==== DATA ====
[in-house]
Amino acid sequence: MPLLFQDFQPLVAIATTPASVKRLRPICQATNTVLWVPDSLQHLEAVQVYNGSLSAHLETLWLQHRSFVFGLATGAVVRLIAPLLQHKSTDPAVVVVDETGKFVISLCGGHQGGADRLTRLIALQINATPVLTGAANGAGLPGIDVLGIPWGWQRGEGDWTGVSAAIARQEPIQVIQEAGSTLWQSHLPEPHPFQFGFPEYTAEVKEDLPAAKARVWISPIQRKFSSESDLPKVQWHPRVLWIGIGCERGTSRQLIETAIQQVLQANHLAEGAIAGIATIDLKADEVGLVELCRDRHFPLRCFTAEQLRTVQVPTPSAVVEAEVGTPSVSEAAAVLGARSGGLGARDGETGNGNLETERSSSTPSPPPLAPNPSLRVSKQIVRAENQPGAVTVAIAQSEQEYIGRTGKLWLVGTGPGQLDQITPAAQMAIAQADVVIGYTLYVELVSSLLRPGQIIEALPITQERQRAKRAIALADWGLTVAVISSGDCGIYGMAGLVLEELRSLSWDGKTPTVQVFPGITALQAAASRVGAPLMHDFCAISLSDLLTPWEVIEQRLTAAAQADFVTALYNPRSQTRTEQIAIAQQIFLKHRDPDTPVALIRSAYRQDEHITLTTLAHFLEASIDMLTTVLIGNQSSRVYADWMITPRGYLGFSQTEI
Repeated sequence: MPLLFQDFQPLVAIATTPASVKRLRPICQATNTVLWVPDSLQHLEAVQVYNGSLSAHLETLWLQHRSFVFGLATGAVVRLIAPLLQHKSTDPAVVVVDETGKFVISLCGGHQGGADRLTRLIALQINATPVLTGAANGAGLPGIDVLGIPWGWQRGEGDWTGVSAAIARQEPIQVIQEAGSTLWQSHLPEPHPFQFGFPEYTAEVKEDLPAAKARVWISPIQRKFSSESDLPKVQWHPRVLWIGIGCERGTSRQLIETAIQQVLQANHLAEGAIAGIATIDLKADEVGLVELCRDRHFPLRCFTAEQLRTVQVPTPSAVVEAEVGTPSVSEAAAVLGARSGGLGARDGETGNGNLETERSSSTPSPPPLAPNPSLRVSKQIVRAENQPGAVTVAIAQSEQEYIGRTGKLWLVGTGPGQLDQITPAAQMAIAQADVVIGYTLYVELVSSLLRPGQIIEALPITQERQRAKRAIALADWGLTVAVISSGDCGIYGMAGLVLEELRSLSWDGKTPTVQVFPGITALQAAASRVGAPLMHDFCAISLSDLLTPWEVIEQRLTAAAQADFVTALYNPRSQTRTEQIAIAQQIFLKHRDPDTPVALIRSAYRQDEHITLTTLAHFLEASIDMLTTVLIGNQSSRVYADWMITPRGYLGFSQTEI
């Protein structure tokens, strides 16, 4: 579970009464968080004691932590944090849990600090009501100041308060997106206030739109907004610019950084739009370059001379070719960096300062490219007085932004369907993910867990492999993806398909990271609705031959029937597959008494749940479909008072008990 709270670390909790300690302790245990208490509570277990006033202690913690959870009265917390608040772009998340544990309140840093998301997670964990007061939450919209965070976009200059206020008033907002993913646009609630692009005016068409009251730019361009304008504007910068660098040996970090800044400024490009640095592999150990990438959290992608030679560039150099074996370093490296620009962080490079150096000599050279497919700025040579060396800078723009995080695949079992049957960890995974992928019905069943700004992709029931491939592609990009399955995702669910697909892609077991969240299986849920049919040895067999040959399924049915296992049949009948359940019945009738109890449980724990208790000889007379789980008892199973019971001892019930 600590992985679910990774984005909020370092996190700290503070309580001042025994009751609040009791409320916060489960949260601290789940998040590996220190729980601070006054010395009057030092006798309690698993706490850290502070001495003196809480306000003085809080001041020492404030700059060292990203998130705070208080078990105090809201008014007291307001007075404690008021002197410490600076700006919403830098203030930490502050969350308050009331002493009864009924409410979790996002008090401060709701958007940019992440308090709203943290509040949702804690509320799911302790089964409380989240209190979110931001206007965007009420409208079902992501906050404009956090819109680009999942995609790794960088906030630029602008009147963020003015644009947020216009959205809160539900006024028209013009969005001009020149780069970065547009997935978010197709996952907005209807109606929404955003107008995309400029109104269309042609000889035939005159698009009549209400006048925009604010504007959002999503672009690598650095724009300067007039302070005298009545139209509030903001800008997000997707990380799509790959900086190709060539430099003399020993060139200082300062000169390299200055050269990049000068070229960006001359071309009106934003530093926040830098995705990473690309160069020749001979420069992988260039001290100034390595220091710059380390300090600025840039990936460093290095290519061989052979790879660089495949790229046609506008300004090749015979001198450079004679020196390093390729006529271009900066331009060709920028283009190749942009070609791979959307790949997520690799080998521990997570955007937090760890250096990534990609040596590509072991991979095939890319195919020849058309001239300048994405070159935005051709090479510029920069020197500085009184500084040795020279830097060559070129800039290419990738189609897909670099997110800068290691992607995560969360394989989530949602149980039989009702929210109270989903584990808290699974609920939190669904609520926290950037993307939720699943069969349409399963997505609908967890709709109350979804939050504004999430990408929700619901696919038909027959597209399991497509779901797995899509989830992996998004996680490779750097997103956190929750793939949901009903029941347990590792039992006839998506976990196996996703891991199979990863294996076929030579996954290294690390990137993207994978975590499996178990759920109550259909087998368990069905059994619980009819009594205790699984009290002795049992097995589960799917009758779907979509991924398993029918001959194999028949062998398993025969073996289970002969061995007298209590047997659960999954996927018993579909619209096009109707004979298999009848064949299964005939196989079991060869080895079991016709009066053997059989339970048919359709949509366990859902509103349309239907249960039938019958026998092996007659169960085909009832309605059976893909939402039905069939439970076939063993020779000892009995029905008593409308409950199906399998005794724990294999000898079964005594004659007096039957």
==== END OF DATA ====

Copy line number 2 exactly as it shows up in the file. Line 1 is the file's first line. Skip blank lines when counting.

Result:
Amino acid sequence: MPLLFQDFQPLVAIATTPASVKRLRPICQATNTVLWVPDSLQHLEAVQVYNGSLSAHLETLWLQHRSFVFGLATGAVVRLIAPLLQHKSTDPAVVVVDETGKFVISLCGGHQGGADRLTRLIALQINATPVLTGAANGAGLPGIDVLGIPWGWQRGEGDWTGVSAAIARQEPIQVIQEAGSTLWQSHLPEPHPFQFGFPEYTAEVKEDLPAAKARVWISPIQRKFSSESDLPKVQWHPRVLWIGIGCERGTSRQLIETAIQQVLQANHLAEGAIAGIATIDLKADEVGLVELCRDRHFPLRCFTAEQLRTVQVPTPSAVVEAEVGTPSVSEAAAVLGARSGGLGARDGETGNGNLETERSSSTPSPPPLAPNPSLRVSKQIVRAENQPGAVTVAIAQSEQEYIGRTGKLWLVGTGPGQLDQITPAAQMAIAQADVVIGYTLYVELVSSLLRPGQIIEALPITQERQRAKRAIALADWGLTVAVISSGDCGIYGMAGLVLEELRSLSWDGKTPTVQVFPGITALQAAASRVGAPLMHDFCAISLSDLLTPWEVIEQRLTAAAQADFVTALYNPRSQTRTEQIAIAQQIFLKHRDPDTPVALIRSAYRQDEHITLTTLAHFLEASIDMLTTVLIGNQSSRVYADWMITPRGYLGFSQTEI